relating to my message.

    nikolai

#13

Trans wrote:

Could you give us a summary of how it would apply. I really don’t have
time to weed through all that material.

There are two possible solutions as I see it that make more sense than
#to_rx: a) strings are interpreted as just that - strings of symbols
that you want to interpret literally and b) add syntax to allow you to
easily embed strings inside a regular expression.

In Perl 6, the suggestion is to interpret $string as a string and
<$string> as a regular expression. In Ruby that’d be #{string} and
<#{string}>, I suppose. (#{regex} would still mean what it means today
in both cases.)

Another thing that’d be nice to have is a way to insert literal strings
directly, e.g., /<‘common regex operators include *, ?, and .’>/, where
<’…’> is syntax for a literal string. A way to embedd a string
variable would then perhaps be /<’#{var}’>/, but I think that the
solution in the previous paragraph may make more sense.

I’m probably not making myself clear enough, but if what I’m saying
seems interesting I’d suggest you at least read “Synopsis 5” [1].

    nikolai

[1] http://www.perl.com/pub/a/2002/06/26/synopsis5.html


#14

How does this differ from embedding variables in regular expressions now
with

a = “hello world”
b = “hello”
c = /#{ b }/
c.match( a ).to_a
#=> [“hello”]

Let me know if I’m missing something…

j.

On 11/26/05, Nikolai W.
removed_email_address@domain.invalid wrote:

In Perl 6, the suggestion is to interpret $string as a string and
I’m probably not making myself clear enough, but if what I’m saying


“Remember. Understand. Believe. Yield! -> http://ruby-lang.org

Jeff W.


#15

Jeff,

a = “hello world”
b = “w.*”
c = /#{ b }/
c.match( a ).to_a
#=> [“world”]

Characters arn’t escaped.

T.


#16

Thanks, I glanced over the synopisis…and whoa! that’s a lot of
changes --basically remaking regular expressions. Looks like they’re
good changes mostly, but still, that’s a major shift.

As for the interpolation itself, I totally agree. It would be better to
have some standard construct. Your proposal cooresponding to Perl 6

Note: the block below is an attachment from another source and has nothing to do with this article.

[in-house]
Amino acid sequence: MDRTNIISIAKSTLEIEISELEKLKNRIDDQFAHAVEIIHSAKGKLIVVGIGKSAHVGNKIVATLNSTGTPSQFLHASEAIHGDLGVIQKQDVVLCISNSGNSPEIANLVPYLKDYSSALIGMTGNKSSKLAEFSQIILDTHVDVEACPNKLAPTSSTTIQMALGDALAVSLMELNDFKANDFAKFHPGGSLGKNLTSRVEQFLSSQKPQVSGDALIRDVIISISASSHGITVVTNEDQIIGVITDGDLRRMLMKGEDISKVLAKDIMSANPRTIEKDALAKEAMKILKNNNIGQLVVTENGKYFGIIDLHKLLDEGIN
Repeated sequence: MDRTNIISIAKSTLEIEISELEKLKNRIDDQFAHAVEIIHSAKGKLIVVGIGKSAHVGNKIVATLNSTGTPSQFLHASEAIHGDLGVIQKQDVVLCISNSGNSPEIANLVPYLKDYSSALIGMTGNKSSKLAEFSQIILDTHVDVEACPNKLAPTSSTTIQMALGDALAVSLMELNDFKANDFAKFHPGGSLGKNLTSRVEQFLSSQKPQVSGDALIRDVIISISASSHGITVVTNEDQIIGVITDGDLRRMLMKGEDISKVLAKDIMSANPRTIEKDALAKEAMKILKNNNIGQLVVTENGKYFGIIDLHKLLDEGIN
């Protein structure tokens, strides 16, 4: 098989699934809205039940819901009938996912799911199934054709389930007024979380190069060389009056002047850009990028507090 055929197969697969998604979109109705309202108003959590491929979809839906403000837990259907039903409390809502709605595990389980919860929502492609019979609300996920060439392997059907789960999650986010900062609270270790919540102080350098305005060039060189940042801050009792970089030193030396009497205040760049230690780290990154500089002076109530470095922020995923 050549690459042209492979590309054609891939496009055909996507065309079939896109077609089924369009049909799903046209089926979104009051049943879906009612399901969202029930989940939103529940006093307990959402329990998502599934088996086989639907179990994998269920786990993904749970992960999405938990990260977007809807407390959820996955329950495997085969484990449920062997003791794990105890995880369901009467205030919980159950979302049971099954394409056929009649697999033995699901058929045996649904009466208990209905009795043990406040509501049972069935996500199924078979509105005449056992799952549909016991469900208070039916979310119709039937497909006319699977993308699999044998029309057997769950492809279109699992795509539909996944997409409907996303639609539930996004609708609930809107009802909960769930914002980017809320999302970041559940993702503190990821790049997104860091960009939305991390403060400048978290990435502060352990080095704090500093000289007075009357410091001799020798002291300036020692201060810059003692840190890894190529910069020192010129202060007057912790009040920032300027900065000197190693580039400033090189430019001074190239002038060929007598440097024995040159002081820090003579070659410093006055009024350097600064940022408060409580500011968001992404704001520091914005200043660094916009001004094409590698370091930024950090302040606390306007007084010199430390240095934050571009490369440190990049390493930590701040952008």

seems reasonable to me.

T.


#17

I didn’t want them to be … I wanted the body of the string to be
passed in literally …

Yes, I understand if I wanted otherwise I would have to do just a
touch more work…

c = /#{ Regexp.escape( b ) }/

but, it’s all literal, and doesn’t surprise me… as it shouldn’t anyone
else.

/#{ b }/ where b = "w." should be /w./

… guess I’m not understanding the original point … somebody
wanting an additional wrapper for strings that auto escapes them ?

why not write one %e( ) or something like that.

j.

On 11/26/05, Trans removed_email_address@domain.invalid wrote:

T.


“Remember. Understand. Believe. Yield! -> http://ruby-lang.org

Jeff W.


#18

Although I am surprised there isn’t a String#escape ( or maybe #escaped
) method

/#{ b.escaped }/

… or something like that. would be literal, and make sense …

j.

On 11/26/05, Jeff W. removed_email_address@domain.invalid wrote:

/#{ b }/ where b = "w." should be /w./


“Remember. Understand. Believe. Yield! -> http://ruby-lang.org

Jeff W.


#19

Jeff W. wrote:

Although I am surprised there isn’t a String#escape ( or maybe
#escaped ) method

/#{ b.escaped }/

… or something like that. would be literal, and make sense …

Did you even read this thread? That’s what was being proposed, see the
subject. The point is that that’s not the right way to solve this
problem.

    nikolai

#20

Yes I did read the original thread.

And although from time to time I have been “thumbs-up” for adding
punctuation soup into Ruby, I’m learning and growing into the fact that
it’s
not the ruby way.

I was simply trying to suggest something that felt more ruby to me.

adding syntax ( or anything directly from Perl ) just continues
to
feed where most of the complaints I’ve ever heard about ruby … It
doesn’t
need to feel any more perlish than it already does in some places.

The only opinion that matters to me is Matz. If he likes it, I’m sure
I’ll
get used to it, otherwise, bleck, I’ll pass.

j.

On 11/27/05, Nikolai W.
removed_email_address@domain.invalid
wrote:

Did you even read this thread? That’s what was being proposed, see the


“Remember. Understand. Believe. Yield! -> http://ruby-lang.org

Jeff W.